The court however didn’t grant an injunction, sought only in late February, to prevent both ICAA and Omnilab to continue negotiating with the US studios.

"First, injunctions are not granted if damages are an adequate remedy. I am not persuaded on the evidence led at this trial limited to the question of liability that damages is not an adequate remedy.

"Secondly, if an injunction was granted, it would prejudice third parties – the ICAA members – from obtaining immediate access to the VPF scheme and the significant financial benefits that flow from it.

" Neither ICAA nor any of its members were joined as parties to these proceedings or given notice of the application. The fact that ICAA was not joined as a party to these proceedings provides the third basis for refusing the injunction.

"ICAA has and retains access to all relevant information. It has pursued and continues to pursue the VPF agreements with the Studios and is entitled to do so.

"Fourthly, as DCN is well aware, ICAA and Omnilab have continued to negotiate with the Studios. Those negotiations have resulted in the agreement between Omnilab and Paramount and the real possibility of other agreements with other Studios.

"Fifthly, under any VPF agreement, there is no evidence to suggest that Omnilab will perform the role of digital integrator. It is said that in any event, ICAA will not appoint DCN to that role."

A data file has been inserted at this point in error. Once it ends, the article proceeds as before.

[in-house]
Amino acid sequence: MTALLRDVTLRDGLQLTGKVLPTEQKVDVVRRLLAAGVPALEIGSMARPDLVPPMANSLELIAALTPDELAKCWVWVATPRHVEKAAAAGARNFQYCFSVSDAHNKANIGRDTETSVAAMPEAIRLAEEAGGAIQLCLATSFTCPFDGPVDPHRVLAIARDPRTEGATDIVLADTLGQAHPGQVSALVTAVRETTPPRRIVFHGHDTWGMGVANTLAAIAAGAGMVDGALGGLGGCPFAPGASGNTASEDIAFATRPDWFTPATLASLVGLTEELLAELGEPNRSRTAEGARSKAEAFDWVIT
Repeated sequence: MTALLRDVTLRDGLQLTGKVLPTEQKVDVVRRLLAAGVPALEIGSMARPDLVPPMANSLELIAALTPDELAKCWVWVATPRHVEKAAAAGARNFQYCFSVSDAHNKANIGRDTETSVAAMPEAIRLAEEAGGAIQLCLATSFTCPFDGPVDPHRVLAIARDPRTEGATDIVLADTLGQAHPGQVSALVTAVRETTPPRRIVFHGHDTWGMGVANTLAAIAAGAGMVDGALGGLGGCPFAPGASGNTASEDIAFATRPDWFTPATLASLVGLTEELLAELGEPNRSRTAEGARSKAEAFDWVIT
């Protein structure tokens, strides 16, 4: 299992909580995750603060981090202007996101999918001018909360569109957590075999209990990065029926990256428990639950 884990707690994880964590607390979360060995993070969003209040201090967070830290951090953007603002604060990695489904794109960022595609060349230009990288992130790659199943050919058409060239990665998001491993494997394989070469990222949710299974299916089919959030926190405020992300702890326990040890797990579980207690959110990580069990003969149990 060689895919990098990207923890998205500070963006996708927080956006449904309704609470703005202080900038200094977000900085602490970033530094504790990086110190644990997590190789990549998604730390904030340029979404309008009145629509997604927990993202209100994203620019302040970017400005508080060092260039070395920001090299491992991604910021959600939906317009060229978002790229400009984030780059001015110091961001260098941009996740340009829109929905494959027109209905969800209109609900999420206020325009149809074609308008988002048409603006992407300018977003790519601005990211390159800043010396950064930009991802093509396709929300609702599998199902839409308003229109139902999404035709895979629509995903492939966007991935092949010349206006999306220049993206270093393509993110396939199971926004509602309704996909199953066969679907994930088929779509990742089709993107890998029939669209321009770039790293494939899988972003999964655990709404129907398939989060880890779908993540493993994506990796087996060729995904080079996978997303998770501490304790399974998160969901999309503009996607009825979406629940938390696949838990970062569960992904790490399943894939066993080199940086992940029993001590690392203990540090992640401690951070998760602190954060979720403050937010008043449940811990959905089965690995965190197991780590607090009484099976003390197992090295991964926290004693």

The court heard Gardiner conceding that he told Smith in August last year that ‘if [DCN] don’t do the VPF’s, no-one will and I will blow them up”.

"Over the balance of his cross examination, his evidence waxed and waned about the precise words he used. Ultimately, he suggested that he “put forward” the fact that: '…commercially, DCN was better off nobody having the VPF and it being an even playing ground than for another party to be offering a 75 per cent rebate on equipment that they sell and set up a network in competition to DCN which would reduce [or] remove the reason for the company to exist'.

“Finally, the evidence disclosed that DCN was unable to perform the functions of a digital integrator to the satisfaction of the studios – it could not provide the minimum number of screens and did not have sufficient financial resources to provide the guarantees sought by the studios.

“In all the circumstances, equitable relief in the form of an injunction is refused. The other relief sought by DCN will be the subject of further hearing.”

DCN is currently considering its position after the judgment, including the forms of relief it will be seeking. The company will request that Justice Gordon refer the matter to the Australian Securities and Investments Commission for further investigation.

“DCN is now looking to the future and the ways in which it can continue to support cinema owners,” Gardiner said.

UPDATE: An orders hearing will no longer take place this coming Monday at the Federal Court in Melbourne. It has been postponed while Justice Gordon considers a range of submissions about the proposed orders.

An Omnilab spokeswoman said no comment would be provided at this stage.

The full case can be read here.